What Health and Wellness Means for Our Community
In just a few short months, the world has become aware of the growing healthcare crisis associated with the monkeypox virus, with most of the known cases being among men who have sex with men.
Let’s get some facts straight (so to speak) first: human monkeypox virus (hMPXV) spreads mainly through skin-to-skin contact and anyone can contract it. However, in this outbreak it has spread like wildfire through sexual networks like the way HIV did in the LGBTQ+ community. It did not take long for media coverage to focus on this aspect of the disease, which felt like history repeating itself.
As with HIV/AIDS, those contracting monkeypox were being stigmatized because of misinformation about how it was transmitted. During the AIDS epidemic, CAMP Rehoboth was on the front lines with other organizations, like AIDS Delaware, educating our community about how HIV was transmitted, where to get compassionate care, and urging state and Federal government officials to make HIV/AIDS a priority.
CAMP Rehoboth’s efforts to combat HIV/AIDS were core to its mission of health and wellness. Over time, CAMP Rehoboth became a trusted partner with the state of Delaware and for more than a decade has been contracted to provide free, confidential HIV testing, condom distribution, and education across Sussex County. Delaware’s Division of Public Health (DPH) has attributed the state’s low transmission rate to the services CAMP Rehoboth has provided.
Since the onset of monkeypox, CAMP Rehoboth has been in constant contact with DPH, ensuring we could share accurate information about the virus, and how people could gain access to the limited supply of vaccination slots. We also communicated that our community was frustrated by the US government’s slow response to roll out sufficient doses, and were confused by mixed messaging about how hMPXV is spread.
Because of this close partnership, we jointly developed a plan of action that included hosting a town hall at CAMP Rehoboth where health officials answered questions about the disease and what the state was doing about it. The following week CAMP Rehoboth was designated a state-sponsored vaccination clinic where 200 doses were made available to members of our community.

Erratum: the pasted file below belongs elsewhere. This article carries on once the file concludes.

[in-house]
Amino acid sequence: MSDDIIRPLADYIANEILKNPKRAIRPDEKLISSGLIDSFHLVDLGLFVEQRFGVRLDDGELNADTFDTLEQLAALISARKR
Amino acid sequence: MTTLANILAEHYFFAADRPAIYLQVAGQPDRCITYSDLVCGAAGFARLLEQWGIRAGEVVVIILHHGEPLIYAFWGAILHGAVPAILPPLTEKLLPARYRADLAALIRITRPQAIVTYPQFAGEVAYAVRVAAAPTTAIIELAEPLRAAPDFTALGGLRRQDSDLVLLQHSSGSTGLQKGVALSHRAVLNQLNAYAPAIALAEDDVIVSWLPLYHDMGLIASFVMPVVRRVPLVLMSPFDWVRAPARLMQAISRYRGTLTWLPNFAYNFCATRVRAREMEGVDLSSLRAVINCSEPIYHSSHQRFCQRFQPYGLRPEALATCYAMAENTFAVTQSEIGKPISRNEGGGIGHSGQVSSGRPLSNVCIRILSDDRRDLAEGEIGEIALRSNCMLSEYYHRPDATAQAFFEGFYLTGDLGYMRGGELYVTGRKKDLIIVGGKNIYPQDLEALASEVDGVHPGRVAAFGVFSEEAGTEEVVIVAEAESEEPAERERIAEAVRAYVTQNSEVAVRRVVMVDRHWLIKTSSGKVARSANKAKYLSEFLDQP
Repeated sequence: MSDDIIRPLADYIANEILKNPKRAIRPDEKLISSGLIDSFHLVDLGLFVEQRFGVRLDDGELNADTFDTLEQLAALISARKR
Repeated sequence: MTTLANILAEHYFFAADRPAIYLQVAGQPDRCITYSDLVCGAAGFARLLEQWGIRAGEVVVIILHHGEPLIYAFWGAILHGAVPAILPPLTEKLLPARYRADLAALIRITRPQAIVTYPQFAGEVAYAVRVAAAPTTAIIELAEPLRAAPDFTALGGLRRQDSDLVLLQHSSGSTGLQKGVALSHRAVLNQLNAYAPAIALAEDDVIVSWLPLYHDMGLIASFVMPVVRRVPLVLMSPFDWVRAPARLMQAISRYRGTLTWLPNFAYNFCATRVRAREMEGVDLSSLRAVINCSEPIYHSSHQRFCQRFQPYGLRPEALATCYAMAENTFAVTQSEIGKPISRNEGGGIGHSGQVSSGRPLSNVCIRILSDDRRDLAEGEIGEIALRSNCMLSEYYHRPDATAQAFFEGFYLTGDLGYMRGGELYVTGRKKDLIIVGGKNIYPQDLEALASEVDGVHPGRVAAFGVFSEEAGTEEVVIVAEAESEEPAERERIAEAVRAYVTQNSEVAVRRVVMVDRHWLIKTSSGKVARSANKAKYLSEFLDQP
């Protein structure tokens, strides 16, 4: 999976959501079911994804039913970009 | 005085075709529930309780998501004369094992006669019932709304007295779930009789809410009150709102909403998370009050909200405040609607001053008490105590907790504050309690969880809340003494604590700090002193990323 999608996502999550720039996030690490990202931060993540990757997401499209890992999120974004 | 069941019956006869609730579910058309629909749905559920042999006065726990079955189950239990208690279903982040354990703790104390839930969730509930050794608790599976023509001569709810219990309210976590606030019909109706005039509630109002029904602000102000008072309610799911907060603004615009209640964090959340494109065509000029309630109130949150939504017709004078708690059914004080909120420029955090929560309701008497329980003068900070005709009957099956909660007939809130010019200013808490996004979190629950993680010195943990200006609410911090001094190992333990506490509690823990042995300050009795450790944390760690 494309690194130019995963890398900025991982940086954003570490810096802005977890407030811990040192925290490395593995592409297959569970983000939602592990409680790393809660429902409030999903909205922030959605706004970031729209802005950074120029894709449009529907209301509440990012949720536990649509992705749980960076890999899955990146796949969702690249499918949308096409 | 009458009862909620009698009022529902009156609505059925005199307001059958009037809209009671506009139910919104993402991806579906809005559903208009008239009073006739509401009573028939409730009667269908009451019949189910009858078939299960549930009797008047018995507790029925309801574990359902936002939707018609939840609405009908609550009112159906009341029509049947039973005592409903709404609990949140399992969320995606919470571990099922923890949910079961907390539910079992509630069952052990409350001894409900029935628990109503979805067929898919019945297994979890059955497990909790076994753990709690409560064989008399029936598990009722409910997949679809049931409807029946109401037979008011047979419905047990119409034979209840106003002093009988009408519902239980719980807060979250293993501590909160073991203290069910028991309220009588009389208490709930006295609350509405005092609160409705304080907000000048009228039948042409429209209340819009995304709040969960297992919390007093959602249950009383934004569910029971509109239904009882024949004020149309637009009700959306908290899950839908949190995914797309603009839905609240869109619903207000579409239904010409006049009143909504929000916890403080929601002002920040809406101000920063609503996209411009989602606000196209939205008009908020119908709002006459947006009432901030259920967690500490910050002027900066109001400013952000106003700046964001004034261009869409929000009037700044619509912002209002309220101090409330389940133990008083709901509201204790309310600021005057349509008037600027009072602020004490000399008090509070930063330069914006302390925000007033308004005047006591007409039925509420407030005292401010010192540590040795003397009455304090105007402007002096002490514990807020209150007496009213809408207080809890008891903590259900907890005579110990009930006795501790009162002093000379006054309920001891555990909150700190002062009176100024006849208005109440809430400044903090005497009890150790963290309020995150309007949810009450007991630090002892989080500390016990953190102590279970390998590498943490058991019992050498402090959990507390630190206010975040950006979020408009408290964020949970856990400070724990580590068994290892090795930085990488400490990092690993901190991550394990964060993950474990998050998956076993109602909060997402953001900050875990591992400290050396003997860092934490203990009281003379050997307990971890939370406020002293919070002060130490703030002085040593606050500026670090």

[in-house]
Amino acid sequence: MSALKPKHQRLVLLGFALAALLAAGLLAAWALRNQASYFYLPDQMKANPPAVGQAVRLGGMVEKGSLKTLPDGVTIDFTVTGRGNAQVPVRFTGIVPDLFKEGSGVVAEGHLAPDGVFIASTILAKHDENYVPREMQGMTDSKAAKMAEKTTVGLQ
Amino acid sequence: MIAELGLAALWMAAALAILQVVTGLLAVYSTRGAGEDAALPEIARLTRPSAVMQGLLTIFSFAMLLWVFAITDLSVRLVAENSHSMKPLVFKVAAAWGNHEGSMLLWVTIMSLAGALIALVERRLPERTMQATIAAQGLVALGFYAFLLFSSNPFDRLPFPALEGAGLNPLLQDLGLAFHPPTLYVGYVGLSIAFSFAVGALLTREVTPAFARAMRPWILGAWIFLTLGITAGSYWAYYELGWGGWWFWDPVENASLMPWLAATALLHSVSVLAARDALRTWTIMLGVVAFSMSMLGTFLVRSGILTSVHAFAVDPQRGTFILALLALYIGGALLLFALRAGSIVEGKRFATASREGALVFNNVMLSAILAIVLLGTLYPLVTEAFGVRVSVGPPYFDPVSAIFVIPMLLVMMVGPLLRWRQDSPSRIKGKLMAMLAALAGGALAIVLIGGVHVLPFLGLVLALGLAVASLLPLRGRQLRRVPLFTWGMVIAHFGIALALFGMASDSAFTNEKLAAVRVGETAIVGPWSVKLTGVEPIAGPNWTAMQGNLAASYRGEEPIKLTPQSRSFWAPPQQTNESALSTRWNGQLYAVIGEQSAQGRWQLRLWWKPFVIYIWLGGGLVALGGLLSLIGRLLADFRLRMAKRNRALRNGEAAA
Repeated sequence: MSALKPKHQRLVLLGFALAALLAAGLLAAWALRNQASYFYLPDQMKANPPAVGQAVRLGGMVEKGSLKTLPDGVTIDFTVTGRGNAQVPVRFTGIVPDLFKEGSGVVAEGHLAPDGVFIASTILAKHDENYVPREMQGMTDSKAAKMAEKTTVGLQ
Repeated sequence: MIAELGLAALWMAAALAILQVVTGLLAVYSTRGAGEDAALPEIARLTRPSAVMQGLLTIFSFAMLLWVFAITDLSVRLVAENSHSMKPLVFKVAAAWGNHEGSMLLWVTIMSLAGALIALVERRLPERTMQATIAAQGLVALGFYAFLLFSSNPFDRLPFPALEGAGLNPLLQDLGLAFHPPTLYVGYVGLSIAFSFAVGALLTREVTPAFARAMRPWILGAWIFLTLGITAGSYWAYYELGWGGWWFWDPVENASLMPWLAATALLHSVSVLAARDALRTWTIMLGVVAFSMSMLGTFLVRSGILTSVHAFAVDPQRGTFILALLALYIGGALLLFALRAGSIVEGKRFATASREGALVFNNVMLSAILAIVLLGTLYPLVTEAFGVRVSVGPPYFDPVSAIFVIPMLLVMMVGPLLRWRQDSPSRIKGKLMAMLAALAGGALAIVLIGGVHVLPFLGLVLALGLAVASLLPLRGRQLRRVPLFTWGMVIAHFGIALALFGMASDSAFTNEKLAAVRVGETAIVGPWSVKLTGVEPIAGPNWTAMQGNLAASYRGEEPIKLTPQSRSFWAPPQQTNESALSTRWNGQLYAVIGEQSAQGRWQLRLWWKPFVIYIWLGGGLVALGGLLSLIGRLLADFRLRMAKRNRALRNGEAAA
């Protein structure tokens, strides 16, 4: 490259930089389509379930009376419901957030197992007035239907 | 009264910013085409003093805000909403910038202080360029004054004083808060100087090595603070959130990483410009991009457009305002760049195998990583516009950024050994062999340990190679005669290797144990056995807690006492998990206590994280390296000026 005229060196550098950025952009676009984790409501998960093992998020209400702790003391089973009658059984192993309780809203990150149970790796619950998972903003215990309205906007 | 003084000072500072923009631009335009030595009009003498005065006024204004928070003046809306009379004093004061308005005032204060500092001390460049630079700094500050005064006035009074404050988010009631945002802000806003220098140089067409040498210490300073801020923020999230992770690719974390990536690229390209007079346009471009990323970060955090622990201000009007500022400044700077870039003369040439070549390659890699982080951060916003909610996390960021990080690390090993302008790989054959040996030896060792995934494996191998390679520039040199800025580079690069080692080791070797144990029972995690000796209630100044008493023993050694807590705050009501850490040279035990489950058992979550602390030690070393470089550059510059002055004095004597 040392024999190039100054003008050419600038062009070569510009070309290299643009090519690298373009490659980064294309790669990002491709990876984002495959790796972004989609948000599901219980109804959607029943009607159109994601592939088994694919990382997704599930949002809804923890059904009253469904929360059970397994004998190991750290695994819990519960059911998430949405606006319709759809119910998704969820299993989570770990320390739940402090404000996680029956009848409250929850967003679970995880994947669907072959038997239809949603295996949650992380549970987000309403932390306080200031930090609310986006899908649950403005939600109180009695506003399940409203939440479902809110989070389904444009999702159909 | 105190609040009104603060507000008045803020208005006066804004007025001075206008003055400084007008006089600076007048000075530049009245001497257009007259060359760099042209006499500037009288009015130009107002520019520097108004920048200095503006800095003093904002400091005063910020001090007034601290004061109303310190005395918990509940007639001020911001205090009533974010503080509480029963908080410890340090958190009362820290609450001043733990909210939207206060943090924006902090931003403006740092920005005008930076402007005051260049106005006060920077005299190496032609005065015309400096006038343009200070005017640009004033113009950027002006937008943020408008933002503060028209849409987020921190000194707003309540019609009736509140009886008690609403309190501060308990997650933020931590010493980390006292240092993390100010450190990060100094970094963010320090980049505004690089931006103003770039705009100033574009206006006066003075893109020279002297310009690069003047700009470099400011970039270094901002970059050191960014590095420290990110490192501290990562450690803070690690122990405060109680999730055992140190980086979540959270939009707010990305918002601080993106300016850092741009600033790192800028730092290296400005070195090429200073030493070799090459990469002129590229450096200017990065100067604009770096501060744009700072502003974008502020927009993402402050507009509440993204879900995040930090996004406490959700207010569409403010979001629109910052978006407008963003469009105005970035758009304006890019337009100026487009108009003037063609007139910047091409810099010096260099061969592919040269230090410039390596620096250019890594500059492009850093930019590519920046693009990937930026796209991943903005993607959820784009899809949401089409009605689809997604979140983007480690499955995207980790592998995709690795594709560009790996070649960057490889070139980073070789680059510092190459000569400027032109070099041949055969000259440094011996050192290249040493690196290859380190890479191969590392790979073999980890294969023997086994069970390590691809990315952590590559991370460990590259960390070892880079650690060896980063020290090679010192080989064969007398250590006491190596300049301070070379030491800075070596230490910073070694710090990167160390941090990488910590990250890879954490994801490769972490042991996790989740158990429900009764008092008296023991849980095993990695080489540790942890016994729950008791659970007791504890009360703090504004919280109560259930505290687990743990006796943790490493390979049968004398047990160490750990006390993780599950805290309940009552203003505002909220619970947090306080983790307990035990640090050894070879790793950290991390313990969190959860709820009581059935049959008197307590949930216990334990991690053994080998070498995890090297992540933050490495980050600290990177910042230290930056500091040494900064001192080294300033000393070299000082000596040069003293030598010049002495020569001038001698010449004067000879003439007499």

This is an example of important services CAMP Rehoboth is able to provide. Thanks to financial and volunteer support from members and donors, we continue to be the heart of the community.
Wesley Combs is CAMP Rehoboth Board President.
In the wake of both COVID and monkeypox’s impact on the LGBTQ+ community, the board of directors recognizes that CAMP Rehoboth’s health and wellness role is more important than ever. As we finalize the details on the upcoming strategic planning process, this will be one of the many questions to which we will seek answers as CAMP Rehoboth redefines what health and wellness means to our community.
CAMP Rehoboth Board Vice President Leslie Ledogar is leading this critically important initiative and I asked her to provide an update on the project as well as what questions we are seeking to answer.
Wes: What are the steps in the strategic planning process and what is the status?
Leslie: Strategic planning starts with getting guidance from the right experts. I am encouraged by the strong interest in the Strategic Planning Consultant RFP. As soon as the Board selects a consultant, we will form a taskforce of board members, staff, and key stakeholders and volunteers who will begin the data gathering phase in the last quarter of 2022, starting with updating the 2019 needs assessment and landscape assessment. Thereafter, the Board will undertake the planning phase, which will result in a final strategic plan that will serve as CAMP’s roadmap for the next three to five years.
Wes: Traditionally, our health and wellness programs have focused on HIV, smoking cessation, and mental health. What are you hearing from people about what else CAMP Rehoboth could be doing in this area?
Leslie: I am hearing that all three of these areas of focus continue to remain relevant. Unfortunately, I am told that some LGBTQ+ people, particularly lesbians and transgender people, avoid the most basic of preventive care, such as routine health screenings, because the care is not delivered in a culturally sensitive way. Additionally, Sussex County has experienced unprecedented growth as all types of folks, including LGBTQ+ people, retire to our lovely beach towns. A clearer understanding of the shifting demographics and interests of our community will be critical to the strategic planning process.
Wes: As a small organization with limited staff and budget, how will this process help identify and prioritize the most important needs?
Leslie: From the national to the local levels, LGBTQ+ community centers like CAMP Rehoboth are finding themselves at a critical inflection point. Large segments of the LGBTQ+ community and communities in general are awake as never before; they are marching for Black Lives Matter, for women’s rights, and for LGBTQ+ Pride. CAMP is a strong and respected part of that ecosystem—together, we must figure out where we best fit and with whom to best partner going forward so that we may continue to provide the services most vital to our community. ▼